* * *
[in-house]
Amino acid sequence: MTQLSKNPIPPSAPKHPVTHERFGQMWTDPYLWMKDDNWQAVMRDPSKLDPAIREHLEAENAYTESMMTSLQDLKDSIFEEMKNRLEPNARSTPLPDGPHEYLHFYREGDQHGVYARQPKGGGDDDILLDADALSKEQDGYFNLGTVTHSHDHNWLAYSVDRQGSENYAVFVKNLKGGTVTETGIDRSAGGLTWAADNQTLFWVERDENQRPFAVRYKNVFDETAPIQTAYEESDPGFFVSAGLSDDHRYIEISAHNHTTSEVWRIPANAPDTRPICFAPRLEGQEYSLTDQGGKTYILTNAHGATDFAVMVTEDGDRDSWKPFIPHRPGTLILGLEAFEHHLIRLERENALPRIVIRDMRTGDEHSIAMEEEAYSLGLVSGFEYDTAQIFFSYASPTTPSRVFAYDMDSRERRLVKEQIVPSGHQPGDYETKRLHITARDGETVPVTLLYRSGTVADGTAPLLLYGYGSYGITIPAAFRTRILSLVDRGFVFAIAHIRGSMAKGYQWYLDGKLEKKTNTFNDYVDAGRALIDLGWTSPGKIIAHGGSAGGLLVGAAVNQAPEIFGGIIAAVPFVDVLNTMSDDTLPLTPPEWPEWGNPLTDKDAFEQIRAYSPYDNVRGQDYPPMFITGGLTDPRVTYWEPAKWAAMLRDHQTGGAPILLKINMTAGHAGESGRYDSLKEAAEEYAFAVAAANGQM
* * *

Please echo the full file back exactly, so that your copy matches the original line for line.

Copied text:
[in-house]
Amino acid sequence: MTQLSKNPIPPSAPKHPVTHERFGQMWTDPYLWMKDDNWQAVMRDPSKLDPAIREHLEAENAYTESMMTSLQDLKDSIFEEMKNRLEPNARSTPLPDGPHEYLHFYREGDQHGVYARQPKGGGDDDILLDADALSKEQDGYFNLGTVTHSHDHNWLAYSVDRQGSENYAVFVKNLKGGTVTETGIDRSAGGLTWAADNQTLFWVERDENQRPFAVRYKNVFDETAPIQTAYEESDPGFFVSAGLSDDHRYIEISAHNHTTSEVWRIPANAPDTRPICFAPRLEGQEYSLTDQGGKTYILTNAHGATDFAVMVTEDGDRDSWKPFIPHRPGTLILGLEAFEHHLIRLERENALPRIVIRDMRTGDEHSIAMEEEAYSLGLVSGFEYDTAQIFFSYASPTTPSRVFAYDMDSRERRLVKEQIVPSGHQPGDYETKRLHITARDGETVPVTLLYRSGTVADGTAPLLLYGYGSYGITIPAAFRTRILSLVDRGFVFAIAHIRGSMAKGYQWYLDGKLEKKTNTFNDYVDAGRALIDLGWTSPGKIIAHGGSAGGLLVGAAVNQAPEIFGGIIAAVPFVDVLNTMSDDTLPLTPPEWPEWGNPLTDKDAFEQIRAYSPYDNVRGQDYPPMFITGGLTDPRVTYWEPAKWAAMLRDHQTGGAPILLKINMTAGHAGESGRYDSLKEAAEEYAFAVAAANGQM